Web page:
Tata Consultancy Services, the country's largest software company, may sack as many as 290 employees at its Finland office, a move that the workers say is an attempt to shift jobs to India.
New Delhi: Tata Consultancy Services, the country's largest software company, may sack as many as 290 employees at its Finland office, a move that the workers say is an attempt to shift jobs to India.
TCS, which has a registered office in Helsinki and has an employee strength of about 800 in Finland, is currently in negotiations with the employee representatives (ERs) over the move to cut jobs.
The Union of Professional Engineers in Finland (UIL) claimed that the jobs at stake were about 412, a figure which TCS said was inaccurate.
"If I remember... 412, I believe is the correct number," UIL Director (Collective Bargaining) Ismo Kokko told PTI when asked about the number of jobs at stake in TCS.
When contacted, a TCS spokesperson said: "The maximum number of roles affected is 290 and not the numbers you have mentioned, which are completely inaccurate."
Lay-offs may be less than even 290, some sources privy to TCS management thinking said.
In April this year, over 160 employees at the Finland offices of TCS staged a walkout protesting against job cuts. These employees were outsourced by Nokia to TCS in March. The employees are based in Espoo, Salo, Tampere and Oulu.
"On April 25, there was a spontaneous walk-out from all TCS offices located in Nokia premises in Finland. People felt angry and betrayed over the fact that it only took TCS seven weeks to show their true colours. Many people felt that Nokia simply outsourced its lay-offs and dirty work to TCS," sources closely following the developments revealed.
Nokia made the announcement related to the outsourcing of employees in January and the total number of Nokia employees to be transferred was 820 of which about 560 were to go to TCS and 230 to HCL, Kokko said.
Separately, Nokia also cut jobs at its IT centre by up to 300 employees.
Kokko said negotiations with employee representatives (ERs) are currently going on and will conclude soon, which was also confirmed by sources, who wished not to be quoted.
"TCS is going through the official employee negotiation process with the ERs as required by Finnish law. The minimum negotiation time is six weeks and the meetings are scheduled to end soon. After that, TCS has to inform their final plans, including how many people they plan to lay off," they added.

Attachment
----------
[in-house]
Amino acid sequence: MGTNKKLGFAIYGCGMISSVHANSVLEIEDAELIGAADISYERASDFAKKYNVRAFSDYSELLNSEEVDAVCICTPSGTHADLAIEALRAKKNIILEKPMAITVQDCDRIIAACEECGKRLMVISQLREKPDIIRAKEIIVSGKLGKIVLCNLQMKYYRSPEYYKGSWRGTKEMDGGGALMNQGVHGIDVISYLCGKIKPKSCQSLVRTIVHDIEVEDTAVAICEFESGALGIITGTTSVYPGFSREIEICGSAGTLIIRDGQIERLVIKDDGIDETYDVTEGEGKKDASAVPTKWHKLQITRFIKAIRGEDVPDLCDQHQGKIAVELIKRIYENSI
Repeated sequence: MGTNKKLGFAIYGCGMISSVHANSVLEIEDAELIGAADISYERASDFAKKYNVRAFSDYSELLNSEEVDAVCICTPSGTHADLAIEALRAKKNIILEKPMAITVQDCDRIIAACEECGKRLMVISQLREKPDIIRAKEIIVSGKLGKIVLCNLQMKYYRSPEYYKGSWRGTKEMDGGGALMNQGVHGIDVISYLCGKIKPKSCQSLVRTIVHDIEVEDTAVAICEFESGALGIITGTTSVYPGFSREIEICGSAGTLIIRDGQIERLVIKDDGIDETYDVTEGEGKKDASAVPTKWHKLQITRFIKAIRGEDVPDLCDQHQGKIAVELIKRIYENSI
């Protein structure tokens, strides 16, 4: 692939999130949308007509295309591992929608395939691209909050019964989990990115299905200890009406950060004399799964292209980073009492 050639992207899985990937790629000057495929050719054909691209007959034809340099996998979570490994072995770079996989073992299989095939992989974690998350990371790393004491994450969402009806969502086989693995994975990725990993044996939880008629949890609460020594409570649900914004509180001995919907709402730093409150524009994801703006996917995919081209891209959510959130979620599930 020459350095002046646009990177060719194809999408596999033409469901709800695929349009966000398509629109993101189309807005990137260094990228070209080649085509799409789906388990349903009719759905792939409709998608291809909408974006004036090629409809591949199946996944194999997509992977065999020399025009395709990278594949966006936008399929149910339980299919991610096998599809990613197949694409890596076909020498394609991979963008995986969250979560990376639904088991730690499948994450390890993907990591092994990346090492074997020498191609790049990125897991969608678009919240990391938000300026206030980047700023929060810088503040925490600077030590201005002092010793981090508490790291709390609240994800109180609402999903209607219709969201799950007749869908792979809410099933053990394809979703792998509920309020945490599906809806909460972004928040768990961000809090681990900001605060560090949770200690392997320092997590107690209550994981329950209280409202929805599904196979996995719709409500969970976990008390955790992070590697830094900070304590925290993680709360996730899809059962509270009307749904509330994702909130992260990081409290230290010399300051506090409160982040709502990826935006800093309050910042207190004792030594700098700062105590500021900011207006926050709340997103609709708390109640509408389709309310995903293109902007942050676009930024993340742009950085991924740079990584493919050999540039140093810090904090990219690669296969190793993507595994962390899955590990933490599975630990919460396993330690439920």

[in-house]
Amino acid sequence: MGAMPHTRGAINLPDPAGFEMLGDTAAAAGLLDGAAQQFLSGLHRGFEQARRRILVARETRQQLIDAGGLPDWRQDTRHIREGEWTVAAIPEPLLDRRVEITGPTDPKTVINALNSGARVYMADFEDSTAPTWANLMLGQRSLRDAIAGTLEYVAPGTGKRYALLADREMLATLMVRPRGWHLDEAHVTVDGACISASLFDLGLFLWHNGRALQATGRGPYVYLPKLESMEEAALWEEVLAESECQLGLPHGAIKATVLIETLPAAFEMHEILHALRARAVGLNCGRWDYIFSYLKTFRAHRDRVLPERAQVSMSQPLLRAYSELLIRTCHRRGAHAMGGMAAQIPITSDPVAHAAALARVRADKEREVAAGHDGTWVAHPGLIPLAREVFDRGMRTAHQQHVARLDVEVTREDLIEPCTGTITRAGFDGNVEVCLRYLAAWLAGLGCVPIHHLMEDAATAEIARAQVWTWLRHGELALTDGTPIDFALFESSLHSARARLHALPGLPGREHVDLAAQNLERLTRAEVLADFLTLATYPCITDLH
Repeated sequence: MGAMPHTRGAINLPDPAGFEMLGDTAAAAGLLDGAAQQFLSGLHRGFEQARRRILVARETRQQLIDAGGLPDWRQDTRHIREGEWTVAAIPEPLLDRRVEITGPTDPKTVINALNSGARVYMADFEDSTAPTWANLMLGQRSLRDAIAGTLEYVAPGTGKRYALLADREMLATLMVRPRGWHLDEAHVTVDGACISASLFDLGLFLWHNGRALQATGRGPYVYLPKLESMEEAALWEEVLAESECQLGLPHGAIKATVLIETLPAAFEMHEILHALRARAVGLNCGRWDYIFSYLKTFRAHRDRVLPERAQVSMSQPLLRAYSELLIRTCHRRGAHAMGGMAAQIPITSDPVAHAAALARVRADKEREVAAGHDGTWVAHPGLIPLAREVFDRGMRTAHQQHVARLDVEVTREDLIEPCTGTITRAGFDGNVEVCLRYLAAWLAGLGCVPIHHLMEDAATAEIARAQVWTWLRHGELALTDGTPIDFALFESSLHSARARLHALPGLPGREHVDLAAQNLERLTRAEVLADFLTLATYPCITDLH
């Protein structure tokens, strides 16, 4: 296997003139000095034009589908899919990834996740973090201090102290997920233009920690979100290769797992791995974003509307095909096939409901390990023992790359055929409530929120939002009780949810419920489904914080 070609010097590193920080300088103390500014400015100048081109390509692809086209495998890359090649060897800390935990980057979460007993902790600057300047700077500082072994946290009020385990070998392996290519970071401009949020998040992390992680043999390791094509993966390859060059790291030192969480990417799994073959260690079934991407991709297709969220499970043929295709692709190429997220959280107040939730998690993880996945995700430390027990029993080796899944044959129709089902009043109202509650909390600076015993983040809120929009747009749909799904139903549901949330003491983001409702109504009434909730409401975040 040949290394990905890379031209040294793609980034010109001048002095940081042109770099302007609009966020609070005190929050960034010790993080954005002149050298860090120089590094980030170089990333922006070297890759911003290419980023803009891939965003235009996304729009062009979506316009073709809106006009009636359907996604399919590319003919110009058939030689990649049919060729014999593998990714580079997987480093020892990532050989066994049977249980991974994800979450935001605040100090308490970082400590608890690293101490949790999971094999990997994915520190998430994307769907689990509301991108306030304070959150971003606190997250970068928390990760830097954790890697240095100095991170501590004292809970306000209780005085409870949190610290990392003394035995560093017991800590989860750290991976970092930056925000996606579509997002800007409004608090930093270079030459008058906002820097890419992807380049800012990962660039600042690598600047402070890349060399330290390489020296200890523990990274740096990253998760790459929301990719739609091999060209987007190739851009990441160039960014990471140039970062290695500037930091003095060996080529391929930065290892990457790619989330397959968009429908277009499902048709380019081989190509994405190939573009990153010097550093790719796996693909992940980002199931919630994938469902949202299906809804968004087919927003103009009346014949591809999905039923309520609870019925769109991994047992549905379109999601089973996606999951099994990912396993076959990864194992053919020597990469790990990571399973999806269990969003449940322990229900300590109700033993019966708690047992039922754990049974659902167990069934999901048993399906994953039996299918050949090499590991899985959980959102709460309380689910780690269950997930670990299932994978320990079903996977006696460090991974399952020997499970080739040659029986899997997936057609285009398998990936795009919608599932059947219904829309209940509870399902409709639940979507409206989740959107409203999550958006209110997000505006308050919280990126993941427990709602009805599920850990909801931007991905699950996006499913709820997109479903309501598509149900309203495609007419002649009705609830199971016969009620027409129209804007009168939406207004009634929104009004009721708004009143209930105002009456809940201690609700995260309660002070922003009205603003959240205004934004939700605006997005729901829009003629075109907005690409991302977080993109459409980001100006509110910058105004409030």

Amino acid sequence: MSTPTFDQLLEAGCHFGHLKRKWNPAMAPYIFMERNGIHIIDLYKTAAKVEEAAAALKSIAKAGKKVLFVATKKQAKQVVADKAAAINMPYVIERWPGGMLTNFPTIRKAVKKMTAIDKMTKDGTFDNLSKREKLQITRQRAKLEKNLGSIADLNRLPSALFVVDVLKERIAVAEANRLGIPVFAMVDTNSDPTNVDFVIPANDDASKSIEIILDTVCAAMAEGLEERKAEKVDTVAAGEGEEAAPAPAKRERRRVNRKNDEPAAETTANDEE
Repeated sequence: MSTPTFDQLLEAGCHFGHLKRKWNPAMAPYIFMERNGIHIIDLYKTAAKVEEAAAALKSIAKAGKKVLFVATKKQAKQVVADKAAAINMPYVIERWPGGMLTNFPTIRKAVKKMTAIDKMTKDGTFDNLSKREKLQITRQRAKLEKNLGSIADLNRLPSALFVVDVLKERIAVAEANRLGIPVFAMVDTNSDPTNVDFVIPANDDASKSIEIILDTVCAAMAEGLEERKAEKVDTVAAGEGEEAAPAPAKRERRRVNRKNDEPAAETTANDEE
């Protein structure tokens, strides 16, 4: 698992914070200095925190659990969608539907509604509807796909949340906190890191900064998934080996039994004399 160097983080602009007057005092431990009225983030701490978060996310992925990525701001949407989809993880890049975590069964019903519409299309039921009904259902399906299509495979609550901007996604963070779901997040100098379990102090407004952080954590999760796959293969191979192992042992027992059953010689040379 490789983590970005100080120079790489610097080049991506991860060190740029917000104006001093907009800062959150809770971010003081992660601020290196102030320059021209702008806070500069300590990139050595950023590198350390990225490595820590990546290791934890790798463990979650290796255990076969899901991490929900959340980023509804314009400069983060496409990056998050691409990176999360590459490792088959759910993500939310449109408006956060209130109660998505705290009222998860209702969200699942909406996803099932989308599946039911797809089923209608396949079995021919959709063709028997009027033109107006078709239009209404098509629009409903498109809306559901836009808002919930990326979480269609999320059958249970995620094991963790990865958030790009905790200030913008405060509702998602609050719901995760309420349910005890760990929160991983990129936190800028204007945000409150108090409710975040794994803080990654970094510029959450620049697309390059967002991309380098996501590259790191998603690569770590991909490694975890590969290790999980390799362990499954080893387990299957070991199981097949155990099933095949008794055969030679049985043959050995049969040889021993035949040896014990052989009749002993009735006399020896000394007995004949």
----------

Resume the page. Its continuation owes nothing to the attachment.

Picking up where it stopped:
The lay-off comes amidst TCS announcing plans to hire over 45 000 people globally this year, sources said.
Kokko claimed that the lay-offs are not justified as the work has not reduced.
"We want all the people to keep their jobs. They were outsourced only a couple of months ago and the work that they are doing for Nokia has not reduced at all," he said.
He, however, added: "We are afraid that jobs and work will be moved outside Finland somewhere may be to India or may be to another country. That's our main concern."
On the negotiations, TCS spokesperson said: "On April 23, 2013 we began consultations with our employee representatives to streamline the operations of TCS Finland in selected areas and harmonise them with our established global model.
"This process will impact up to a maximum of 290 employee positions in TCS Finland. However, it is our intent to find redeployment opportunities for as many of the affected employee positions as would be possible."
The consultation process is with elected ERs of a business unit in TCS Finland. The scope is not restricted only to insourced employees but all employees in Finland within the business unit, the spokesperson added.
"It is not possible for us to provide more commentary until the negotiations are complete with ERs over the coming days," the spokesperson said.
On the question of in the event of negotiations failing, what does the union intend to do, Kokko said "If there is any illegal activity, we will take up the cause. And then we will see. We will probably claim for compensation. We will also discuss it with Nokia, who are also responsible for this situation.
On the issue of approaching the government, he said presently the issue is being handled at the level of the employer, ERs and union.
"After this is over we will see what we have to do," Kokko added.